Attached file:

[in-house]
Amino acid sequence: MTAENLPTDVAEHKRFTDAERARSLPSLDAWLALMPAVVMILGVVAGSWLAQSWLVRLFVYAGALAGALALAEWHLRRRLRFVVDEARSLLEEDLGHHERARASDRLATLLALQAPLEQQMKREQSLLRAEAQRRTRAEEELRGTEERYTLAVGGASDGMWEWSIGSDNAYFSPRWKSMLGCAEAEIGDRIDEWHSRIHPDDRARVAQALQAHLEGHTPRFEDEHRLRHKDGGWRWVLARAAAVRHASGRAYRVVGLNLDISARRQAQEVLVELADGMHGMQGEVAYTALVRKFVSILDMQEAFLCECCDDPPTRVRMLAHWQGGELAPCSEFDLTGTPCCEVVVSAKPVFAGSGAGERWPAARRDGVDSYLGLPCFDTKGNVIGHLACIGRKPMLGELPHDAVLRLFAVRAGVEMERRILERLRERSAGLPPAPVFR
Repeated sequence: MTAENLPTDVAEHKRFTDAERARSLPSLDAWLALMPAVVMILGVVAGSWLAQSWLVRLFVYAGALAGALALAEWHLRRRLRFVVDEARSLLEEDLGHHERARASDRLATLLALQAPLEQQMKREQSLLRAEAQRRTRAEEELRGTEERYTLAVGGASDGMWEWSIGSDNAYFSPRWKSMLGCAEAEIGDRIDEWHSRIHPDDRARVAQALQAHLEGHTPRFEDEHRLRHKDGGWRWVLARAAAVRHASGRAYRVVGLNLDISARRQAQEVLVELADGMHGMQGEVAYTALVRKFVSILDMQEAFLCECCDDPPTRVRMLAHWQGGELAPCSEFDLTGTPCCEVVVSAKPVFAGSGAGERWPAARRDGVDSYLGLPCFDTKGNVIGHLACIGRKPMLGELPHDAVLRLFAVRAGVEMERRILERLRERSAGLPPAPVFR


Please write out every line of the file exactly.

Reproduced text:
[in-house]
Amino acid sequence: MTAENLPTDVAEHKRFTDAERARSLPSLDAWLALMPAVVMILGVVAGSWLAQSWLVRLFVYAGALAGALALAEWHLRRRLRFVVDEARSLLEEDLGHHERARASDRLATLLALQAPLEQQMKREQSLLRAEAQRRTRAEEELRGTEERYTLAVGGASDGMWEWSIGSDNAYFSPRWKSMLGCAEAEIGDRIDEWHSRIHPDDRARVAQALQAHLEGHTPRFEDEHRLRHKDGGWRWVLARAAAVRHASGRAYRVVGLNLDISARRQAQEVLVELADGMHGMQGEVAYTALVRKFVSILDMQEAFLCECCDDPPTRVRMLAHWQGGELAPCSEFDLTGTPCCEVVVSAKPVFAGSGAGERWPAARRDGVDSYLGLPCFDTKGNVIGHLACIGRKPMLGELPHDAVLRLFAVRAGVEMERRILERLRERSAGLPPAPVFR
Repeated sequence: MTAENLPTDVAEHKRFTDAERARSLPSLDAWLALMPAVVMILGVVAGSWLAQSWLVRLFVYAGALAGALALAEWHLRRRLRFVVDEARSLLEEDLGHHERARASDRLATLLALQAPLEQQMKREQSLLRAEAQRRTRAEEELRGTEERYTLAVGGASDGMWEWSIGSDNAYFSPRWKSMLGCAEAEIGDRIDEWHSRIHPDDRARVAQALQAHLEGHTPRFEDEHRLRHKDGGWRWVLARAAAVRHASGRAYRVVGLNLDISARRQAQEVLVELADGMHGMQGEVAYTALVRKFVSILDMQEAFLCECCDDPPTRVRMLAHWQGGELAPCSEFDLTGTPCCEVVVSAKPVFAGSGAGERWPAARRDGVDSYLGLPCFDTKGNVIGHLACIGRKPMLGELPHDAVLRLFAVRAGVEMERRILERLRERSAGLPPAPVFR